BOSTON (TheStreet) -- This week's Biotech Stock Mailbag is open.Larry P. asks, "What do you think about Ampio Pharmaceuticals ( AMPE) and its Australian approval filing for Zertane to treat premature ejaculation." I always find it a bit bizarre and worrisome when U.S.-based companies like Ampio travel to far-flung corners of the globe seeking drug approvals. If you have a viable and commercially lucrative therapy, why not seek approval first in the big markets of the U.S. or Europe? I suspect the answer is that small, inconsequential drug makers like Ampio venture to Australia more for stock promotion back home than real business interest.
Props to ImmunoGen ( IMGN) CEO Dan Junius for calling me Tuesday to debate his side of the valuation argument I articulated last Friday. Junius believes I'm undervaluing the royalty stream that will flow directly to ImmunoGen's bottom line (and cash flow) if/when the breast cancer drug T-DM1 is approved. We agreed to disagree, but I'm glad he reached out to make his views known. Junius also made the point that ImmunoGen's drug pipeline, outside of T-DM1, deserves more credit. Again, his point is well taken, except my sense speaking to various investors is that ImmunoGen is still very much a T-DM1 story. The pipeline is too early stage and not moving forward fast enough to generate much interest. ImmunoGen's most advanced internal drug candidate is IMGN1901, only just starting a randomized, controlled phase II study in small cell lung cancer. Results aren't likely to be ready for another 18 months. In terms of partnered drugs, Sanofi ( SNY) is moving SAR3419 into a phase II study in lymphoma.
Shal60 takes issue with my contention that Keryx Pharmaceuticals' ( KERX) phosphate binder Zerenex won't sell well even if approved because dialysis providers operating under the cost constrictions of a "bundled" Medicare reimbursement system will flock to cheaper, generic phosphate binders. Writes Shal60: "The bundling you describe relates to services (dialysis) and injection meds (i.e. Procrit, Venofer), but not oral meds, which are gotten through the individual's prescription plan. The providers don't get any reimbursement for oral meds, so generic versus brand name doesn't really affect the dialysis center/provider. However, with generics available, the insurance co/prescription plans will likely cover the generic, but charge a copay for brand drug."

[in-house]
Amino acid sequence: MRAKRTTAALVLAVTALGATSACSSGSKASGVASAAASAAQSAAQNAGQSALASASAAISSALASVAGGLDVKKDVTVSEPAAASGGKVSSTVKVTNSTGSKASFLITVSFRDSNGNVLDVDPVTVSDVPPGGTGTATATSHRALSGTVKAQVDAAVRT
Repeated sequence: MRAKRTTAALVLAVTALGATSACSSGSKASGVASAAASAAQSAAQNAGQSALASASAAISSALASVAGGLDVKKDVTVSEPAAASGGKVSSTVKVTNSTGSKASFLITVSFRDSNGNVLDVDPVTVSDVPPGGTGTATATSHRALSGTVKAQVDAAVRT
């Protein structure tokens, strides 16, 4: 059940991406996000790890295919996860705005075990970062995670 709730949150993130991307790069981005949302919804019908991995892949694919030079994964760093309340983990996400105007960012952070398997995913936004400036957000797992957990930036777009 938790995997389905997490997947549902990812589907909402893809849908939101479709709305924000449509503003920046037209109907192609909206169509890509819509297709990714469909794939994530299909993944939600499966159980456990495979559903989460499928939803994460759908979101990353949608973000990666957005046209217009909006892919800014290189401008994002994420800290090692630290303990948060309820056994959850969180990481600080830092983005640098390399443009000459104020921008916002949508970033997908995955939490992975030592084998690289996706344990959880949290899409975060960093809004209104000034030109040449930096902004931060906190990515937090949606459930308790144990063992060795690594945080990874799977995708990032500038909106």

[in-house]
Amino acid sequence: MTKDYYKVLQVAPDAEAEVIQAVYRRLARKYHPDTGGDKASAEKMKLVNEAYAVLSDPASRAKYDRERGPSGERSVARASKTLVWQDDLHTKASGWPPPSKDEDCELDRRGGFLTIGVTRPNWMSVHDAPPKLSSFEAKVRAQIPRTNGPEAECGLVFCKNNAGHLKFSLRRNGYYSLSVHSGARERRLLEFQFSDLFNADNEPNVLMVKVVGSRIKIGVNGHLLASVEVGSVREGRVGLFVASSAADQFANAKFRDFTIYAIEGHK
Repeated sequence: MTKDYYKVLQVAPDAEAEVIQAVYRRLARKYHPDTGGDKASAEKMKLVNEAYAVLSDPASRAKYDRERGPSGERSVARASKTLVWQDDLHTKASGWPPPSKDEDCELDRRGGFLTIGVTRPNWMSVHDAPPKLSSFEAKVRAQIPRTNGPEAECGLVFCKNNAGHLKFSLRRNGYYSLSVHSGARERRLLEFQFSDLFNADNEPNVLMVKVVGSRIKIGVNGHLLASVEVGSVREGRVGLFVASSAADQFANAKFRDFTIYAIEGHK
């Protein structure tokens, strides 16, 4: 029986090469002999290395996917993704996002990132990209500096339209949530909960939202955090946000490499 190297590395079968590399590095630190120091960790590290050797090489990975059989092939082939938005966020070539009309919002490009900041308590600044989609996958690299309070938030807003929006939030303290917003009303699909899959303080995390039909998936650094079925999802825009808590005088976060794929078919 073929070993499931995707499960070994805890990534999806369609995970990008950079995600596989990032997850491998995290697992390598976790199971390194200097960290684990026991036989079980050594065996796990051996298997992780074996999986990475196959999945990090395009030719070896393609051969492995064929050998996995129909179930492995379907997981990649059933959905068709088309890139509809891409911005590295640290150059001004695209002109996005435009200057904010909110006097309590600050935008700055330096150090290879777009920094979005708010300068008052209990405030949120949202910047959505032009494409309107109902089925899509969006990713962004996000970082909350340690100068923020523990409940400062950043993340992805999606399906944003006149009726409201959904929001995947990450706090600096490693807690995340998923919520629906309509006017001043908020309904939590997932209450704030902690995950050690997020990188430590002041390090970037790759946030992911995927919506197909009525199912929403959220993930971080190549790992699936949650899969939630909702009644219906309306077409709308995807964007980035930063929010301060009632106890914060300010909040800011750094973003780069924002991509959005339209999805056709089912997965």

Frank J. asks, "I've read a number of your articles on Cel-Sci ( CVM). Like most others, I was sucked in to all the hype of their 'breakthrough' drug Multikine. However, the more information I read, the more I'm starting to think it's just a scam to reel in retail investors. With all your history on drug stocks, can you please share your knowledge with all of us on whether this is a blockbuster or a bust? Thank you." I've lost track of how many times I've counseled biotech investors to run screaming from Cel-Sci, which isn't a drug company as much as it's an efficient cash-transfer mechanism from retail investors to the pockets of Cel-Sci's top executives. President Max de Clara made $645,000 in total compensation last year; CEO Geert Kersten cleared $744,000. Multikine is a bust. If you're new to the Cel-Sci story, I suggest reading my two-part dismemberment of the Multikine phase II study. Part I covers the misleading response rate reported in the study; part II demonstrates the absurdity of a purported Multikine survival benefit, as Cel-Sci still claims to this day.
I had the following instant conversation chat with an institutional biotech trader this week. The subject: Vivus ( VVUS) and the upcoming FDA approval decision for the weight-loss drug Qnexa. Trader: I think a very good risk of a REMS-like delay.
Me: Possible, but what does the stock do on that?
Trader: Stock dips, then buy the
Me: At what point do you turn and short?
Trader: Two hours later? Maybe 10 minutes.
Referring to Threshold Pharmaceuticals ( THLD), @holdiday613 asks, "Any opinions on the TH-302 data?" The phase II data presented this week on Threshold's pancreatic cancer drug TH-302 were essentially in line with results pre-announced in February: A two-month benefit in progression-free survival from 5.6 months in the TH-302+gemcitabine arm compared to 3.6 months in the gemcitabine-alone arm. It was good see a positive dose response in the trial; better still will be an overall survival benefit, but we need to wait for later in the year for that data to mature. Relatively few patients in the gemcitabine arm crossed over to take TH-302, which may bode well for the survival analysis. Risks to a survival benefit: Some imbalances between the patient groups in the study, including performance status, which may have skewed the PFS benefit in TH-302's favor. Median overall survival for TH-302 in the 10-month range would be viewed positively. Threshold shares sold off this week, but that's not unexpected given the huge gains since the initial TH-302 results were announced in February. Threshold was the top-performing biotech stock in the first quarter. Looking ahead, watch to see if Threshold can convince FDA allow an approval filing based on this phase II study. It's a long shot, so I wouldn't count on it happening, but still, an early filing in pancreatic cancer without the need for a larger phase III trial would definitely send Threshold shares higher.